A 49 year-old female patient was admitted to our clinic with complaints of nasal obstruction, facial pain and snoring. During anterior rinoscopy right sided septal deviation and left sided nasal mass with a smooth mucosal surface was noted. The mass was compatible with concha bullosa and almost completely obstructing the nasal cavity. We failed to perform nasal endoscopy to the left side. Paranasal sinus tomography in axial and coronal sections demonstrated a left sided big ethmoid bulla invaginating into a giant concha bullosa (Figure 1and 2). An endoscopic concha bullosa and ethmoid bulla resection with a septoplasty was performed. Patient’s complaints disappeared after surgery.

Figure

Figure 1: Paranasal sinus tomography in axial section.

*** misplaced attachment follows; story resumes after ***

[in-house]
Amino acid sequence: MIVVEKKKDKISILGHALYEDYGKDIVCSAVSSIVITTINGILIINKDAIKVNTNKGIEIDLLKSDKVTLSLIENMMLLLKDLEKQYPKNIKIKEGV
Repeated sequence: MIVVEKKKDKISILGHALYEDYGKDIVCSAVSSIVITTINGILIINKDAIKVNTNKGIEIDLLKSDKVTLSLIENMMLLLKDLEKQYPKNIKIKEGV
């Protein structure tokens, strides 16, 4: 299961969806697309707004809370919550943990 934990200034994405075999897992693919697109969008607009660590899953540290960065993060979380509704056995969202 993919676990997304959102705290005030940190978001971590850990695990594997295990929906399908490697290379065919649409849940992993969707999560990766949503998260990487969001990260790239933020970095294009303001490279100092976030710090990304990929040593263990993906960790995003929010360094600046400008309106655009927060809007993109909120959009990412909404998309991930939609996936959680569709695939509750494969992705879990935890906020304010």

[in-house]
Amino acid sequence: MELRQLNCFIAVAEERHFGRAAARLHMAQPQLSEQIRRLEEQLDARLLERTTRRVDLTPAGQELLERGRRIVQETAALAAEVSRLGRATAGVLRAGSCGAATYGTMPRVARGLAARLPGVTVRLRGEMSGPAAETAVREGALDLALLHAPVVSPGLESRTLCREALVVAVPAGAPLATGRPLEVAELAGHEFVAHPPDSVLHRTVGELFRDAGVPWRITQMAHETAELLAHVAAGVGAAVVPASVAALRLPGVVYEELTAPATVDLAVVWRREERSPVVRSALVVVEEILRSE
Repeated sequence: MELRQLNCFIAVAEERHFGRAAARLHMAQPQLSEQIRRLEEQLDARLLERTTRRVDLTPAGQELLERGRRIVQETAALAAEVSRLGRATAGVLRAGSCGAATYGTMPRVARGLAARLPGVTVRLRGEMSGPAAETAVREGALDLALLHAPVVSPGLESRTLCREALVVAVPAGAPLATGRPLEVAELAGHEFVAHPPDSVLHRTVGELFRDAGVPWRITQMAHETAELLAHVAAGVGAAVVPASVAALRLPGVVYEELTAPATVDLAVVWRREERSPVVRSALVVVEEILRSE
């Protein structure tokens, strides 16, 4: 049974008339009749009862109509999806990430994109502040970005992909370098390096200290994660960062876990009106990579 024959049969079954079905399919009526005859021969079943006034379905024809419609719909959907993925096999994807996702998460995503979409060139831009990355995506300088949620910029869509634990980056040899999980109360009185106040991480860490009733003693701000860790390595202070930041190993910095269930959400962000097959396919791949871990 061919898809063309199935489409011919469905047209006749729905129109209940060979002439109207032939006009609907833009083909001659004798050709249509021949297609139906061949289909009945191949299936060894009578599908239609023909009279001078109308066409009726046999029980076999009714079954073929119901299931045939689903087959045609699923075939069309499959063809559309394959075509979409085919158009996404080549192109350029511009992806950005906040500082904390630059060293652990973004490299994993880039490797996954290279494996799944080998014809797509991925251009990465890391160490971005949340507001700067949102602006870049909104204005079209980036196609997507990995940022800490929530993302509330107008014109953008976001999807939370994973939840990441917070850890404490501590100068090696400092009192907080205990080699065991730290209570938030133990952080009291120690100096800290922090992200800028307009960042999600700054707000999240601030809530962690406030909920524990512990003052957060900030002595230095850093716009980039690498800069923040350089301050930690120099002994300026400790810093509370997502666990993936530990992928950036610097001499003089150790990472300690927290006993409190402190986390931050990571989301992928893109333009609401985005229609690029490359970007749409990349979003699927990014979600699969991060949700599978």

Figure

Figure 2: Paranasal sinus tomography in coronal section.

Discussion

With advances of endoscopic techniques, progresses have been increased in paranasal sinus surgery. On the other hand this region has many anatomical variations which increase the risk of complications of endoscopic surgery. In addition to endoscopic examination paranasal sinus tomography in axial and coronal sections are very important for demonstrating both the pathology and related anatomic regions. The most common anatomical variation in the region of osteomeatal complex is concha bullosa. It’s prevalence change from 13.2% to 72.2% in different articles [1-7] and between 33.8% and 72.6% in symptomatic cases respectively [4].

Concha bullosa has three variations according to its location and shape of pneumatization [4].

1. Lamellar form: pneumatization is limited to its vertical lamella (45- 46%).

2. Bulbous form: pneumatization is in its inferior part (21-31%).

3. Big form: a massive pneumatization is in both vertical lamella and inferior part (16-34%).